Babies with flat heads on the rise; prevention easy

Babies are developing flat heads due to sleeping on their backs, and not being held in arms enough.

Due to overuse of car seats as carriers, and a wildly successful SIDS prevention campaign, more infants are developing flat spots on their heads.

NEW YORK — Close to half of two-month-olds have a flat spot on the back of their heads, according to a new Canadian study that suggests changes in parents' habits may be a cause.

Although not thought to be medically dangerous, the flattened head shape can become permanent, researchers said — which can have psychological implications for kids as they grow up.

"This is super common," said Dr. Lisa Stellwagen, a neonatologist from the University of California, San Diego School of Medicine, who has studied what's known as plagiocephaly.

"With the Back To Sleep (campaign) and the overuse of car seats, and people not holding their babies like they used to, we've sort of rediscovered this problem with infants' head shapes," Stellwagen, who wasn't involved in the new study, told Reuters Health.

Related: Fatherhood: Bonding with your baby

Pediatricians in the early 1990s began telling parents to put their babies to sleep on their backs, in an effort to prevent Sudden Infant Death Syndrome (SIDS), also known as crib death.

That campaign was "enormously successful," Stellwagen said — and the new findings do not mean parents should stop following that advice.

But there are steps they can take — such as holding their baby as often as possible and having "tummy time" when the baby is awake and supervised — to limit skull deformations, she added.

For their study, Aliyah Mawji from Mount Royal University in Calgary, Alberta, and her colleagues examined the heads of 440 healthy infants seen for their two-month well-child visit at one of four clinics.

They found that 205 babies, or about 47 percent, had some sort of head deformation visible to the naked eye. More than three-quarters of those were mild, the researchers wrote Monday in Pediatrics.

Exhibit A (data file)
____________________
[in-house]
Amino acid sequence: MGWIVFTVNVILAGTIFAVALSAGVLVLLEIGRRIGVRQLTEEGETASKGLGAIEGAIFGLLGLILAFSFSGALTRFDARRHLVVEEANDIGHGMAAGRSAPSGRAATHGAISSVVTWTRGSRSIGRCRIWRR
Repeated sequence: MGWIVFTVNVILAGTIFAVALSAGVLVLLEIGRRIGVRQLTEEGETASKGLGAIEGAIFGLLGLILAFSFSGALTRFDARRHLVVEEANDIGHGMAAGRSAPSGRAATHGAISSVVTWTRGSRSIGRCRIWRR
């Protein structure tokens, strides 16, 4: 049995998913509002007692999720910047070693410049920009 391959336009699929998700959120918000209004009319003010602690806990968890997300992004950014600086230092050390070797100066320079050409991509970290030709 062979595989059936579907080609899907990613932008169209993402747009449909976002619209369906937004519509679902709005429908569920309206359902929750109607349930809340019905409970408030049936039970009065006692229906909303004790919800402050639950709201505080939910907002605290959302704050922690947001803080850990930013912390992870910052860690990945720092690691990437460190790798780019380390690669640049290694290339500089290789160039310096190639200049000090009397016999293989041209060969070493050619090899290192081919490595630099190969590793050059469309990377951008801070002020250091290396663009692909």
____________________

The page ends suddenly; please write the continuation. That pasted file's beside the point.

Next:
Prior studies suggested that anywhere from 3 percent to 61 percent of babies have a flat spot on their head, Mawji and her colleagues noted.

Related: Baby head shape: What's normal?

Some research has tied plagiocephaly to delayed crawling or rolling over, but babies tend to catch up by 18 months, Mawji said — so it's the potential for being bullied as a child that's more of a concern.

She said the deformation can be corrected with a helmet — but those typically cost $1,000 to $3,000, so they should only be a "last resort."

For young babies, treatment for a flat spot looks a lot like prevention, researchers said.

"You want to vary the side of the head that you're putting your infant to sleep on," Mawji told Reuters Health. "If their head automatically turns to the right … what you need to do the next night is turn their head to the left."

Like Stellwagen, Mawji recommended parents keep their baby out of a car seat when they're not driving. She also said they should alternate the hand they hold the baby in while feeding.

Parents might not notice a small head deformation because they get used to how their baby looks, Stellwagen said, so it's important for doctors to take a close look at the skull at early well-child visits.

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